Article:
I have set-up the RDNS from my hosting provider for the ip address to resolve to "maximus.example.com". After that, do I also need to add the PTR records to the SPF Text details in my DNS zone file as well like this?

v=spf1 include:_spf.google.com ip4:111.11.11.111 ptr:maximus.example.com ~all

My question: Is the above addition of PTR details to SPF record necessary or is it not needed when the host already set-up the RDNS for my ip address?

I was going to add the record to my SPF and I then read this somewhere that this is strongly discouraged.

Note: The ptr sender mechanism is strongly discouraged by RFC 7208 which even goes so far as to suggest its immediate removal for performance reasons since it places a load on the IN-ADDR.ARPA (IPv4) or IP6.ARPA reverse-map domains which generally have less capacity than the gTLD and ccTLD domains.

REF: http://www.zytrax.com/books/dns/ch9/spf.html#ptr

I am not sure if I have misunderstood what it meant. So can someone please clarify this for me please since I am unsure whether I need to add PTR to my zone file or not..

up vote 4 down vote accepted

Since you state your hosting provider has created the RDNS entry, that is the PTR record. If you are asking whether ptr: is needed in your SPF record, no, there is no particular need for that. If this server has an MX record, you might be better off using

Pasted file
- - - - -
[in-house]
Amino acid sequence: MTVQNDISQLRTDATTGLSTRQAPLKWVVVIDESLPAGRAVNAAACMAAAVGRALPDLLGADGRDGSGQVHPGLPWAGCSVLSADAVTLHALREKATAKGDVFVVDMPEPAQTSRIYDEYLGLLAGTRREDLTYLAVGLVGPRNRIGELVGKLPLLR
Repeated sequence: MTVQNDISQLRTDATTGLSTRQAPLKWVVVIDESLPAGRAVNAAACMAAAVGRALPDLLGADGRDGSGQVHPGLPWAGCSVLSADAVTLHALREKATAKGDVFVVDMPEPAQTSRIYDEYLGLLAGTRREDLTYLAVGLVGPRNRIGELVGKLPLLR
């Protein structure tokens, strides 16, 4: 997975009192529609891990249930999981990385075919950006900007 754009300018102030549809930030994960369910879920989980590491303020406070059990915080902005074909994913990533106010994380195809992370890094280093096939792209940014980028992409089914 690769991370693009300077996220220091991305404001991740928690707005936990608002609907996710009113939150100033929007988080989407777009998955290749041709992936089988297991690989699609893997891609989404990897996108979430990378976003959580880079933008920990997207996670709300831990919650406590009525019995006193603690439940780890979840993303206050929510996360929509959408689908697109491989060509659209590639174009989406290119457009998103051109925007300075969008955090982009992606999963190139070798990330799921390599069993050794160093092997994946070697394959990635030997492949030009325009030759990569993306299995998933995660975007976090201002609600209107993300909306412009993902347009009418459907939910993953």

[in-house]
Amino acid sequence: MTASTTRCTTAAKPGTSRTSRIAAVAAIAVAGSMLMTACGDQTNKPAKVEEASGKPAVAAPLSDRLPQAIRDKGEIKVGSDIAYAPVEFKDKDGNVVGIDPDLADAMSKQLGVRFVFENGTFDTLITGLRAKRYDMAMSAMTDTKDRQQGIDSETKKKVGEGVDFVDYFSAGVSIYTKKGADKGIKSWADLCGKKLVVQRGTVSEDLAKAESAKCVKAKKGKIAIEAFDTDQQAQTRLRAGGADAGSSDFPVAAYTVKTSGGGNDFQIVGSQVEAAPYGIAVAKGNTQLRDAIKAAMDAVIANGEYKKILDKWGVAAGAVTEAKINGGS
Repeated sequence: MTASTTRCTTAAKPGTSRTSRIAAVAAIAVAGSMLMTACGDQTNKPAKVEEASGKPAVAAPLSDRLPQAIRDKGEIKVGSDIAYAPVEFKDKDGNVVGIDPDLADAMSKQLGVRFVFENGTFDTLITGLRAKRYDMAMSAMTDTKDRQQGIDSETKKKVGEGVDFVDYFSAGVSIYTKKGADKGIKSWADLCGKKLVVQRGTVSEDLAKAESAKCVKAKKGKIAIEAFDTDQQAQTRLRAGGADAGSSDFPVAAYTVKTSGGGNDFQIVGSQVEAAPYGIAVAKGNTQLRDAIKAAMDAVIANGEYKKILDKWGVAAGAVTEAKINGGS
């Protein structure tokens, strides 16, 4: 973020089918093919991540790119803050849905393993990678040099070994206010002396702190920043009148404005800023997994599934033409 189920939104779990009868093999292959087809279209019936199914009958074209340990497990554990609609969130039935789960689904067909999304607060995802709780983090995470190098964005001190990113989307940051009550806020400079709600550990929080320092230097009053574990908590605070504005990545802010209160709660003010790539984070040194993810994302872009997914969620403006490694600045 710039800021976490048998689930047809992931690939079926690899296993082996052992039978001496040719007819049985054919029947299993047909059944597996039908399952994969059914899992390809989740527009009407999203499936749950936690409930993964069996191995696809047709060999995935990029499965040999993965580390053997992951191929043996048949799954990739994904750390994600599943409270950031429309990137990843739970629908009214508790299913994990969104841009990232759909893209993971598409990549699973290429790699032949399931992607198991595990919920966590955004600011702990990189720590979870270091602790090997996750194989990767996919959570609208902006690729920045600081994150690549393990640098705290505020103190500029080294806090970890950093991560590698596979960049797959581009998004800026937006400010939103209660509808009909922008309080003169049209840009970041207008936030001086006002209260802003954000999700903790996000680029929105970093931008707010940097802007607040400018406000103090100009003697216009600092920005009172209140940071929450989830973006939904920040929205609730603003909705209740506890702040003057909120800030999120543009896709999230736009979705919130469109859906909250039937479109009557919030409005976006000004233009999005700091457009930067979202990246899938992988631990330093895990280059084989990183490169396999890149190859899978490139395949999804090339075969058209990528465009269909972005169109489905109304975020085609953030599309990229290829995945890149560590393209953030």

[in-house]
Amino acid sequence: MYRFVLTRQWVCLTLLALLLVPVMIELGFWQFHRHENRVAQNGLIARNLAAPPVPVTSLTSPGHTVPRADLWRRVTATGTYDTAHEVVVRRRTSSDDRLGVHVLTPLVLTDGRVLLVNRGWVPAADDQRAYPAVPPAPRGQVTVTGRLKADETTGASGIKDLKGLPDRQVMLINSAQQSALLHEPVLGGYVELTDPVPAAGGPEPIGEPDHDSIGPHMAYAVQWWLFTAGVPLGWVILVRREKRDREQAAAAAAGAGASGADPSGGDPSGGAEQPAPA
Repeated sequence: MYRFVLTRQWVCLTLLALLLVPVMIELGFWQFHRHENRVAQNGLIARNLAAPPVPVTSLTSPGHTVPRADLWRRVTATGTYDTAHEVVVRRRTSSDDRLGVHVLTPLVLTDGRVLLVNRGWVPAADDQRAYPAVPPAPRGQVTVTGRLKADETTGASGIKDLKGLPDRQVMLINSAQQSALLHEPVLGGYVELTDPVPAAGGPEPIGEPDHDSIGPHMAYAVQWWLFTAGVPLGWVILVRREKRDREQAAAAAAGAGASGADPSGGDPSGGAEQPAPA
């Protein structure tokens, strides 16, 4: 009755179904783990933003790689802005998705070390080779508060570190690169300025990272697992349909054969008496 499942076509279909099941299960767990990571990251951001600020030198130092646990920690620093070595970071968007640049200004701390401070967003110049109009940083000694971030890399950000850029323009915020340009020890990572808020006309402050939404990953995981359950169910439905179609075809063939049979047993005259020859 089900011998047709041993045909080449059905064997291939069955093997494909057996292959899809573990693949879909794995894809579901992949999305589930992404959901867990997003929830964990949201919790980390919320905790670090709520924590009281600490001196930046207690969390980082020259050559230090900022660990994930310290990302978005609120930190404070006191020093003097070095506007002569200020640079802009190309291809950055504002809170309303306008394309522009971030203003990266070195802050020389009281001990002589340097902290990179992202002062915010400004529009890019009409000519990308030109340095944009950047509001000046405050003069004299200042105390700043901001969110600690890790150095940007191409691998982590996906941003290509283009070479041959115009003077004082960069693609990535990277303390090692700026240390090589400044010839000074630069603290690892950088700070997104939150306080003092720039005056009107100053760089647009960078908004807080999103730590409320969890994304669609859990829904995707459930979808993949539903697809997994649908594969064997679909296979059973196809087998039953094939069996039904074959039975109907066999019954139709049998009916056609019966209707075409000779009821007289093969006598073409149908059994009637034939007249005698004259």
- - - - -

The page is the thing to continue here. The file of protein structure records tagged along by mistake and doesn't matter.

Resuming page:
v=spf1 include:_spf.google.com mx -all

which says to include the google spf records, and that you only allow mailservers with proper MX records to send mail from your domain. Let the other mailserver look up the RDNS entry if it wants.

  • Perfect. Thats clears my confusion. Thank you so much @NickW. In my server, my mx resolves to gmail by my web server still send transaction emails through postfix. So I guess I should be having my spf as v=spf1 include:_spf.google.com ip4:111.11.11.111 ~all then I assume where the ipaddress is my webserver. :) – Neel Jan 2 '15 at 15:38
  • 1
    Yeah, if you can, set up an MX record, it's just another (small) sign that you're a competent and valid mail server :) – NickW Jan 5 '15 at 9:49

No, it is not necessary. In fact, RFC 7208 states:

5.5. "ptr" (do not use)

This mechanism tests whether the DNS reverse-mapping for <ip> exists and correctly points to a domain name within a particular domain. This mechanism SHOULD NOT be published. See the note at the end of this section for more information.

...

Note: This mechanism is slow, it is not as reliable as other mechanisms in cases of DNS errors, and it places a large burden on the .arpa name servers. If used, proper PTR records have to be in place for the domain's hosts and the "ptr" mechanism SHOULD be one of the last mechanisms checked. After many years of SPF deployment experience, it has been concluded that it is unnecessary and more reliable alternatives should be used instead. It is, however, still in use as part of the SPF protocol, so compliant check_host() implementations MUST support it.

  • lol, I spent too long trying to figure out how to get <ip> to show up as the `\` character didn't seem to fix its disappearing. Anyway, maybe this helps others who find this question. – Paul Jan 2 '15 at 15:41

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